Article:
I got the forms signed and faxed in 5 days later on Monday. I just went by the office and told them what was going on and what I was doing and he signed off, no questions. By Wednesday we had heard from everyone except Edgepark, who would be our pharmacy for the pump. Friday heard from them and they shipped all of our supplies. Got the pump last Tuesday (the 26th) and our training by Omnipod is going to take place at our home on the 9th of July, so we are almost there.

    I guess our endo doesn't require any intense "pump class" outside of the training with your pump brand's person. Most people through our endo go with Medtronic, so maybe that is why we got off without all the formalities?? I don't know. So for us, by the time we are training and Molly starts pumping this coming Monday it will have been a little less than a month, and let me tell you it has been hard to sit there and look at all her pods and use her PDM to check her BG and not be able to pump with it!!
     
  12. mom24grlz

    mom24grlz Approved members

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    From the time we mentioned wanting to pump to the time we actually started was about 2 months. We got into our pump class 3-4 weeks after we signed up. Then we had to order the pump, get it approved by insurance. Finally got our pump then had to wait 2 wks to go to our class to teach us how to use the insulin pump.
     
  13. Jordansmom

    Jordansmom Approved members

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    Our insurance required a waiting period of 6 months after dx. But the sweetest CDE in the world helped us arrange a pump "trial" at 4 months and we used the loaner until we could put it through our insurance.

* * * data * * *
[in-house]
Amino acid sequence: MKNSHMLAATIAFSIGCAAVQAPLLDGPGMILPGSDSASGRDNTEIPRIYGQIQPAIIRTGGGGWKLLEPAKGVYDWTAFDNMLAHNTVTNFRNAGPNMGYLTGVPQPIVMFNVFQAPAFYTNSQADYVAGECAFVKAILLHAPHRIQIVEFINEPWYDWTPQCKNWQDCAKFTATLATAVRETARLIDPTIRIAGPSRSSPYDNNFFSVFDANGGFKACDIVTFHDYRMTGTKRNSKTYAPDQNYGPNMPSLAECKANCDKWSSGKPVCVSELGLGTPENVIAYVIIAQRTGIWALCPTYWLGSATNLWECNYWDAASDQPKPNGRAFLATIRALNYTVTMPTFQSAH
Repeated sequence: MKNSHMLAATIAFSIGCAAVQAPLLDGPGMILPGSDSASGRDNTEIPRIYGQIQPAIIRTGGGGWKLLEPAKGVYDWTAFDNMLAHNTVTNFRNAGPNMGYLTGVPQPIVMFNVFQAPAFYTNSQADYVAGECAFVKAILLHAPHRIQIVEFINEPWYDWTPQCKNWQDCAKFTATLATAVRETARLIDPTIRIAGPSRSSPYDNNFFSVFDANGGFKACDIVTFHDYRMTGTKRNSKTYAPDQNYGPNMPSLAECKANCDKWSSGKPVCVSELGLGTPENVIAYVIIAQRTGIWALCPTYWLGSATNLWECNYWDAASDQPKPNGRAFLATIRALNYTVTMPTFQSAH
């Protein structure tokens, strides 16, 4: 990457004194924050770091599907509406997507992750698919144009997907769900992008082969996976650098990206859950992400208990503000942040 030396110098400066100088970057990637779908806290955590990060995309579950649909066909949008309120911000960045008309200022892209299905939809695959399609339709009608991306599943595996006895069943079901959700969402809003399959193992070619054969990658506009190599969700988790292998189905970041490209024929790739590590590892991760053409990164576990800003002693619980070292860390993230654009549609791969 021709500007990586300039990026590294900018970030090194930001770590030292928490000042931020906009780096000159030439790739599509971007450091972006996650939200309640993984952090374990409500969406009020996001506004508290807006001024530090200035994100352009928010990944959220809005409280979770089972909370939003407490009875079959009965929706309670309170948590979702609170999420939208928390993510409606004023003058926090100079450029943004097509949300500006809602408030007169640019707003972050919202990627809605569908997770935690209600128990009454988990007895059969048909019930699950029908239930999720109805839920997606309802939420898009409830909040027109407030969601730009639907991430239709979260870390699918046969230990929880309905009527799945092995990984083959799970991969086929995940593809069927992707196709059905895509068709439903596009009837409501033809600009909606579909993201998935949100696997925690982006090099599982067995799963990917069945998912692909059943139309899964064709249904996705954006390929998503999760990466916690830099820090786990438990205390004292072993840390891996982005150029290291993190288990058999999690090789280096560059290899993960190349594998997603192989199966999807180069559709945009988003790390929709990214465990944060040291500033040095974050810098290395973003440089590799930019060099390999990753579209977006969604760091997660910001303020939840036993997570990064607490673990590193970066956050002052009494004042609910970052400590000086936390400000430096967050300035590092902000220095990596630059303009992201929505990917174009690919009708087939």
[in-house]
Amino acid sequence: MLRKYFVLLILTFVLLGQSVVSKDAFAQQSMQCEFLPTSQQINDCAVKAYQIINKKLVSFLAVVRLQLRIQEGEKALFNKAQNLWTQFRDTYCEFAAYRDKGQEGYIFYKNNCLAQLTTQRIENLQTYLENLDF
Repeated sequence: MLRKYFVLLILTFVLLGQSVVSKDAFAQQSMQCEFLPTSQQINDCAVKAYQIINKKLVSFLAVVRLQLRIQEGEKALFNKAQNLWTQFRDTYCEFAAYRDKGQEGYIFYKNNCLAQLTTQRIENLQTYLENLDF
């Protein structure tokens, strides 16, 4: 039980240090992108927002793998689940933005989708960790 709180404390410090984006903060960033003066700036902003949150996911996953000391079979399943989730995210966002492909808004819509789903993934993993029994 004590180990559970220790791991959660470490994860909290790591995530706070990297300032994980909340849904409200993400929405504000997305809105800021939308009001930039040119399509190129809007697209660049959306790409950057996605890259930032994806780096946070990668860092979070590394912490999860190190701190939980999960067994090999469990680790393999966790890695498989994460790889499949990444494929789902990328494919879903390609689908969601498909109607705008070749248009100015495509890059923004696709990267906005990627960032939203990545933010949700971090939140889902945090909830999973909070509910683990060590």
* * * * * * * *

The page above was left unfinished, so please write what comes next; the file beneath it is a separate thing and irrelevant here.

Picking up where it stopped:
Having said that, our Endo's office has a wait of 4-5 months to get a spot in their pump classes. And they have a very rigid system in place. We only got moving at 4 months because I made appointments for all of the classes behind my Endo's back at dx. We have family members who pump so I knew at dx she was going to want one. But the assigned Endo (who I no longer see) was a real jerk about it when we asked while still in the hospital about pumping in the future.

    Our clinic is attached to the children's hospital and they seem to have a lot of rules and requirements for everything. I know it is a problem for them and that lots of people leave for smaller offices because the other local Endo's will get you pumping right away with a pump company trainer.

    I'd NEVER let an Endo's office tell me it was going to be a year's wait if my child child told me they were ready to pump. I'd look into other options. The year is for their convenience and best interests, not your child's.
     
  14. Debdebdebby13

    Debdebdebby13 Approved members

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    I have a question. Why would an endo NOT want a child to pump? I mean aside from possibly wanting them to learn the ropes on MDI or waiting until they are on a moderate amount of insulin (which is why we waited, but I think is a pretty shaky justification, since pumps can give so little insulin at once).

    What is in it for the endo?
     
  15. MomofSweetOne

    MomofSweetOne Approved members